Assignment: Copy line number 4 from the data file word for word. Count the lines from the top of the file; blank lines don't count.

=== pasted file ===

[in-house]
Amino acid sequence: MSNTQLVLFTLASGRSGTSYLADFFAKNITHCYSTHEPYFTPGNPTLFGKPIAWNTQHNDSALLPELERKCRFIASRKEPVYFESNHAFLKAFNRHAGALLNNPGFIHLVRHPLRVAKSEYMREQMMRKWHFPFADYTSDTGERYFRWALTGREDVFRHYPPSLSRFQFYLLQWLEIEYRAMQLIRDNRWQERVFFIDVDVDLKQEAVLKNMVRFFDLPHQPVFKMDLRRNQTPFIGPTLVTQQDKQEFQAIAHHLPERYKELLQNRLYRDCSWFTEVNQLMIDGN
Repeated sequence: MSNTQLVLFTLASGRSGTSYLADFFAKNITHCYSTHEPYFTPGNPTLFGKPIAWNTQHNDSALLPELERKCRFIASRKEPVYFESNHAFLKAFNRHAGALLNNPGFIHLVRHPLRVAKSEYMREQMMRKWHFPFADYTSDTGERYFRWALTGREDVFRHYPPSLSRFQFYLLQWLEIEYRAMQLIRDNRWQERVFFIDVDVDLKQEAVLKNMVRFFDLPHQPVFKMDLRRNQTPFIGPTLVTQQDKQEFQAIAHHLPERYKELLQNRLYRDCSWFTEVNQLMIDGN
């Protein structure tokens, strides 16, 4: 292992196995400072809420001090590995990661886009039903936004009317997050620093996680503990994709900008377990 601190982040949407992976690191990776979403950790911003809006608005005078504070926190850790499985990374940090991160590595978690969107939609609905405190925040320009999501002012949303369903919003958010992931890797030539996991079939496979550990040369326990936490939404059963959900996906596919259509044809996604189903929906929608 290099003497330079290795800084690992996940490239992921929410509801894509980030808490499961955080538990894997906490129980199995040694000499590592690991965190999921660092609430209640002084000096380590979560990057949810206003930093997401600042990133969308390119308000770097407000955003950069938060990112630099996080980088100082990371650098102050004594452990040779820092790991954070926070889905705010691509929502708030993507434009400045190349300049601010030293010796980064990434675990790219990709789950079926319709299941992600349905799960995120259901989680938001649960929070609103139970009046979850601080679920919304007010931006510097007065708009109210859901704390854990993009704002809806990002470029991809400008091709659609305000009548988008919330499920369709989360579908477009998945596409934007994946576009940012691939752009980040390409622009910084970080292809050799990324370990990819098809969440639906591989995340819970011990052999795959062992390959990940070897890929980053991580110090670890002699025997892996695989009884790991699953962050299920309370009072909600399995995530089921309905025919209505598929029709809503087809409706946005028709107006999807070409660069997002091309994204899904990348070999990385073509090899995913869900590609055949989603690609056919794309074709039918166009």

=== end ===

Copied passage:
């Protein structure tokens, strides 16, 4: 292992196995400072809420001090590995990661886009039903936004009317997050620093996680503990994709900008377990 601190982040949407992976690191990776979403950790911003809006608005005078504070926190850790499985990374940090991160590595978690969107939609609905405190925040320009999501002012949303369903919003958010992931890797030539996991079939496979550990040369326990936490939404059963959900996906596919259509044809996604189903929906929608 290099003497330079290795800084690992996940490239992921929410509801894509980030808490499961955080538990894997906490129980199995040694000499590592690991965190999921660092609430209640002084000096380590979560990057949810206003930093997401600042990133969308390119308000770097407000955003950069938060990112630099996080980088100082990371650098102050004594452990040779820092790991954070926070889905705010691509929502708030993507434009400045190349300049601010030293010796980064990434675990790219990709789950079926319709299941992600349905799960995120259901989680938001649960929070609103139970009046979850601080679920919304007010931006510097007065708009109210859901704390854990993009704002809806990002470029991809400008091709659609305000009548988008919330499920369709989360579908477009998945596409934007994946576009940012691939752009980040390409622009910084970080292809050799990324370990990819098809969440639906591989995340819970011990052999795959062992390959990940070897890929980053991580110090670890002699025997892996695989009884790991699953962050299920309370009072909600399995995530089921309905025919209505598929029709809503087809409706946005028709107006999807070409660069997002091309994204899904990348070999990385073509090899995913869900590609055949989603690609056919794309074709039918166009």